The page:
Sunday, March 25, 2012

Mohammed (570AD –632AD) - books, recitation, memorisation and writing

It is claimed that Mohammed was illiterate and the Koran, was literally the word of God, transcribed by others (like Socrates) from his revelations. Mohammed is therefore a prophet and teacher but in reality a mouthpiece for the absolute message of God.
Koran and education
Books, especially the Koran, are held in the highest regard and mosques functioned as repositories of books. In Sura 75:15–18 attentive reading is specifically mentioned. This reverence for the ‘book’, especially the Koran, is paramount. Indeed it was almost immediately made into a ‘codex’ (book form), as they had acquired paper technology from captured Chinese sailors in 751AD. One had to even wash before touching the Koran.
The dominant role this one book, of similar length to the Gospels, has had on education in the Muslim world cannot be underestimated. For five centuries after its emergence in the 7th century, the so called ‘Golden Age of Arabic culture, encouraged centres of learning in Damascus, Bagdad and Cairo. Their libraries collected and distributed Western classical texts and made advances in mathematics, science, philosophy and law.
Recite and repeat
Koran means ‘to recite’ and the text was originally meant to be read aloud. It has been argued that this has led to a dependence on rote learning. Prayer is one of the five pillars of Islam, recommended five times a day, so the repetition of recitation, known to be effective for embedding knowledge in long term memory, becomes an ingrained habit, as does listening attentively, especially at Friday prayers and also through the attentive reading of the Koran. On the other hand this focus on recitation and repetition tends to infect studies across all subjects and education in the Arab world has been criticised for its dependence on simple recitation at the expense of critical analysis.
Islam literally means ‘submission’ and it has been argued that this affects the way learners and teachers approach education. In particular, memorisation of the Koran, which has been admired for centuries in the Muslim world, may have encouraged  the memorisation and regurgitation of text, rather than analysis and critical thinking. With traditional paternalism, authority of the state and dominance of religion, some argue, comes a lack of questioning, passive learners and didactic teaching. Obedience and compliance, not unusual in other educational systems, are arguably much more embedded in Islamic countries. The time spent on religious studies also squeezes out time available for other subjects. This may be another reason for the low levels of original research and patents in countries where Islamic education is dominant.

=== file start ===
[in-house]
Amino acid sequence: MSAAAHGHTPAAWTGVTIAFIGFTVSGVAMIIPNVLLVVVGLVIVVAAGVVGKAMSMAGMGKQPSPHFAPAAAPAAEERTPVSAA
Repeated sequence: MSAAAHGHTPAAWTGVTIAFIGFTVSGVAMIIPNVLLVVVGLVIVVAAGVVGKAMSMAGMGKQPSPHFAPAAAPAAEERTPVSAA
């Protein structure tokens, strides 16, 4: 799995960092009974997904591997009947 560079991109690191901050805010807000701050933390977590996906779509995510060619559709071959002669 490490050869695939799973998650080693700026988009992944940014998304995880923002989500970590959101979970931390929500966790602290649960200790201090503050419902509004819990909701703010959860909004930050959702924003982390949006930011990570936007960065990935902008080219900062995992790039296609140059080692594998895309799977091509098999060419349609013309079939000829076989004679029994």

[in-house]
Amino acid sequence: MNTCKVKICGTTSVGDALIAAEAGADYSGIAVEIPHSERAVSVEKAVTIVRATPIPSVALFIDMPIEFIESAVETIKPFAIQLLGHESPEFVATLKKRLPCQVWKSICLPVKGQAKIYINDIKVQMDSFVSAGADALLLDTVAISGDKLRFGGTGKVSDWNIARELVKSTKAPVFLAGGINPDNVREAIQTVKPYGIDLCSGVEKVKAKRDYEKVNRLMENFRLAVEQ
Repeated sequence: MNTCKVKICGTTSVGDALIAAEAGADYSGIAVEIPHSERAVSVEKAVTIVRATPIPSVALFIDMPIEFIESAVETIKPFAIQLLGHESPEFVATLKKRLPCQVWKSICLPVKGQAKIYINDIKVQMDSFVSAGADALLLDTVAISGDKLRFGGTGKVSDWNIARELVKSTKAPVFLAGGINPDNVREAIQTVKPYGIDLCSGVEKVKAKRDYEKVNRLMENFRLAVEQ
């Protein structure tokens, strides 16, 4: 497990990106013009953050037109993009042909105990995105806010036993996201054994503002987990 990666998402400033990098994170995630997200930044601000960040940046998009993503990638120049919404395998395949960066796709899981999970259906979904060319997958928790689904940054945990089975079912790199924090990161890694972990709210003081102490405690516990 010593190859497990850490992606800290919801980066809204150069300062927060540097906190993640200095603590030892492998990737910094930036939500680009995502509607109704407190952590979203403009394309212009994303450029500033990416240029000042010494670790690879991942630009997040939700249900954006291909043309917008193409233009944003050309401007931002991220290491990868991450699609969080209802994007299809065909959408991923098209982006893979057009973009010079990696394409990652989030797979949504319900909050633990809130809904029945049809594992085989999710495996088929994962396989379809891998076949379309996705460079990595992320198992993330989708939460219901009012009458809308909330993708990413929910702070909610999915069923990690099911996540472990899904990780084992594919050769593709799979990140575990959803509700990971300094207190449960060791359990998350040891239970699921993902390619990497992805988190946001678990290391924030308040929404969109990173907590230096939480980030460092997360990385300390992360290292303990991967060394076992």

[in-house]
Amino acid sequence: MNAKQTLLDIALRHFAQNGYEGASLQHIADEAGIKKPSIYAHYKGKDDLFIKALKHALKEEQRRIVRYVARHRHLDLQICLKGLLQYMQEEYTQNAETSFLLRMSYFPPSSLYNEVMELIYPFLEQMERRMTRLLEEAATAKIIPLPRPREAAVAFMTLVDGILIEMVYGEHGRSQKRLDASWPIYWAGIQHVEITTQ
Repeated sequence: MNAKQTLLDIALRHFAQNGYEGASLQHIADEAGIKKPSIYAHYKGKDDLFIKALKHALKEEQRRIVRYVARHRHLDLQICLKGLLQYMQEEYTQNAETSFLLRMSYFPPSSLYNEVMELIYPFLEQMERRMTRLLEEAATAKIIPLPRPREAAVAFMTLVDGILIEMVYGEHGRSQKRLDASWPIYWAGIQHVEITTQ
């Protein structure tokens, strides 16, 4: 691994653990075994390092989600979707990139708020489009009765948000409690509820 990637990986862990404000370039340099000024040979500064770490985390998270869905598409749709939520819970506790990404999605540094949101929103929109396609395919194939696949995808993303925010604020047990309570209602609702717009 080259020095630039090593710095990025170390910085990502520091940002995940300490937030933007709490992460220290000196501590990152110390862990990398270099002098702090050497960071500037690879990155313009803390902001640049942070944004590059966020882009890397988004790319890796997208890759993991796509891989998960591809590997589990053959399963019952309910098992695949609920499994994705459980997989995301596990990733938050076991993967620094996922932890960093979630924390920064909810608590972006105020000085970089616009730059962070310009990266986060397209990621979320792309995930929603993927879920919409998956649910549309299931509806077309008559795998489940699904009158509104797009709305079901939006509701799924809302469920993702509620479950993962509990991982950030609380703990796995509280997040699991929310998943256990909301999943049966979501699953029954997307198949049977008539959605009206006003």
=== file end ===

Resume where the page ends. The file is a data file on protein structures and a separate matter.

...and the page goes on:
Koran and writing
Writing, not only through the Koran, but in other expository texts, is a strong feature of Islamic education. Sura 96 urges believers to ‘recite’ but also explains that God taught man through the ‘pen’, namely writing. Writing, especially calligraphy, is regarded as a high art form, as it is in the East (but never was in in the West).  The double edged sword is that the power of the pen is seen as the power of God’s absolute religious knowledge, not the freedom to write critically. Indeed, the writing, even drawing, has led to death threats ‘fatwas’, on novelists and cartoonists. Islam, like Christianity, has supported the extremes of rigorous scholarship and education but also bans on education (especially for women) and even the burning of books.
The Arab world has one written language, and, as the Arab Spring has proven, its demographically young populations have used technology to depose dictators and criticise the cronyism, nepotism and corruption in those societies. With this may come a more open attitude and access to education, using the technology they so successfully used in learning how to change their systems of government. We should start to see the emergence of good Arabic content, tools that cater for the Arabic language and an increased use of technology based learning, along with the democratisation of education.

For all its educational qualities, the focus on one book, its absolute truth and primitive recitation, repletion and memorisation seem like primitive pedagogies, leaving little room for active and critical thought. Islam, like the extremes of Christianity and Judaism, can be seen as a return to an absolute form of dogmatism, where young minds are locked down before they have had a chance to reflect or choose. This is an anathema to secularists who believe that education should open young minds not close them down. On the other hand, let us not forget that the Islamic world encouraged learning, scholarship and intellectual endeavour, gifting the world those texts of the Classical world we now so admire.

DawoodJ.  (Transl. 1956, revised 2000) The Koran Penguin Classics
Lyons M (2011) The Book Thames & Hudson
Hitti P.K. (1936) History of the Arabs MacMillan
Whitaker B (2009) What’s Wrong with the Middle East. Saqi

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